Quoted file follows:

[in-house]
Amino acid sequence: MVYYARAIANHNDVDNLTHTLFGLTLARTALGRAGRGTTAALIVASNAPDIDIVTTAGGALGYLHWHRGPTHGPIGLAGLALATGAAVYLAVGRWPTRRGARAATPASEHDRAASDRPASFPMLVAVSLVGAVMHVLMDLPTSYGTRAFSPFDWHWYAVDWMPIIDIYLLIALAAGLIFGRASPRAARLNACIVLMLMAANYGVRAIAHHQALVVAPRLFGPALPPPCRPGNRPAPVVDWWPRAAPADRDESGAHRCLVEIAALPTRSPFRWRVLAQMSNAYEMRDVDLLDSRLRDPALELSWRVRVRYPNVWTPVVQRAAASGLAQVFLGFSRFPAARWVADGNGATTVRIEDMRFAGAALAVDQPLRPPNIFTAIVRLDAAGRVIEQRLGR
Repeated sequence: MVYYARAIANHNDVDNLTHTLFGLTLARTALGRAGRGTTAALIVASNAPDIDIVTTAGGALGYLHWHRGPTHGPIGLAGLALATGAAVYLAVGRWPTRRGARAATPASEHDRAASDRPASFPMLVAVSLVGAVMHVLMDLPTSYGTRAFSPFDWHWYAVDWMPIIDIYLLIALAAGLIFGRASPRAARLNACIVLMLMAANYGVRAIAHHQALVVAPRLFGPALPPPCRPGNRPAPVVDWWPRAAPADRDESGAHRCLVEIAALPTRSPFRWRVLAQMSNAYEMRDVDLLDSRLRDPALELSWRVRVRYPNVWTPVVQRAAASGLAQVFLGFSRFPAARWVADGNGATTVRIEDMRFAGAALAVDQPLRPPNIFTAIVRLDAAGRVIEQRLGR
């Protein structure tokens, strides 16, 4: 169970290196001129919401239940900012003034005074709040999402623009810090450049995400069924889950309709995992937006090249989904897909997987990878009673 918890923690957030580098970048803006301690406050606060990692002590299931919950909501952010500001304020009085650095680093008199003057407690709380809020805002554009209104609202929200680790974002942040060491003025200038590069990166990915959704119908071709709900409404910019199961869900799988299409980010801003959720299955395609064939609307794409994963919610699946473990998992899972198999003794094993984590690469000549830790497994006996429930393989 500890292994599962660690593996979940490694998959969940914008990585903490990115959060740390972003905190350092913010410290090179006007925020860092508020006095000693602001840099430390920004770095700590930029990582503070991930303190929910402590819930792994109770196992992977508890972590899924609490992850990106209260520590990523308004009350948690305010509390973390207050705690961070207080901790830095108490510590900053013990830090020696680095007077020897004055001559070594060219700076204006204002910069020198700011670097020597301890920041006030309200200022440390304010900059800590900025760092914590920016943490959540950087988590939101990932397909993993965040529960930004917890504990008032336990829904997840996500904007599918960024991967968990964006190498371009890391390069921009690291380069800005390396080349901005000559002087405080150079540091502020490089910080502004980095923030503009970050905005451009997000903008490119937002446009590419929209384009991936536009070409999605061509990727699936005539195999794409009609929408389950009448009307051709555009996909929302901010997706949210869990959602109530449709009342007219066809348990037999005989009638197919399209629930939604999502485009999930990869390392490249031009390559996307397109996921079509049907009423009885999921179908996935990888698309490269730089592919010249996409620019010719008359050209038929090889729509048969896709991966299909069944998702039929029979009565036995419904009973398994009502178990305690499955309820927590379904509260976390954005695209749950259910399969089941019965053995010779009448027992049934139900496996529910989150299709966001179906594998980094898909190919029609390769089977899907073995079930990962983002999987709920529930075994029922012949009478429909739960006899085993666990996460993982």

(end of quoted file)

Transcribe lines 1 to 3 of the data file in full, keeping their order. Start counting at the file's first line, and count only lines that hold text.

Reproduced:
[in-house]
Amino acid sequence: MVYYARAIANHNDVDNLTHTLFGLTLARTALGRAGRGTTAALIVASNAPDIDIVTTAGGALGYLHWHRGPTHGPIGLAGLALATGAAVYLAVGRWPTRRGARAATPASEHDRAASDRPASFPMLVAVSLVGAVMHVLMDLPTSYGTRAFSPFDWHWYAVDWMPIIDIYLLIALAAGLIFGRASPRAARLNACIVLMLMAANYGVRAIAHHQALVVAPRLFGPALPPPCRPGNRPAPVVDWWPRAAPADRDESGAHRCLVEIAALPTRSPFRWRVLAQMSNAYEMRDVDLLDSRLRDPALELSWRVRVRYPNVWTPVVQRAAASGLAQVFLGFSRFPAARWVADGNGATTVRIEDMRFAGAALAVDQPLRPPNIFTAIVRLDAAGRVIEQRLGR
Repeated sequence: MVYYARAIANHNDVDNLTHTLFGLTLARTALGRAGRGTTAALIVASNAPDIDIVTTAGGALGYLHWHRGPTHGPIGLAGLALATGAAVYLAVGRWPTRRGARAATPASEHDRAASDRPASFPMLVAVSLVGAVMHVLMDLPTSYGTRAFSPFDWHWYAVDWMPIIDIYLLIALAAGLIFGRASPRAARLNACIVLMLMAANYGVRAIAHHQALVVAPRLFGPALPPPCRPGNRPAPVVDWWPRAAPADRDESGAHRCLVEIAALPTRSPFRWRVLAQMSNAYEMRDVDLLDSRLRDPALELSWRVRVRYPNVWTPVVQRAAASGLAQVFLGFSRFPAARWVADGNGATTVRIEDMRFAGAALAVDQPLRPPNIFTAIVRLDAAGRVIEQRLGR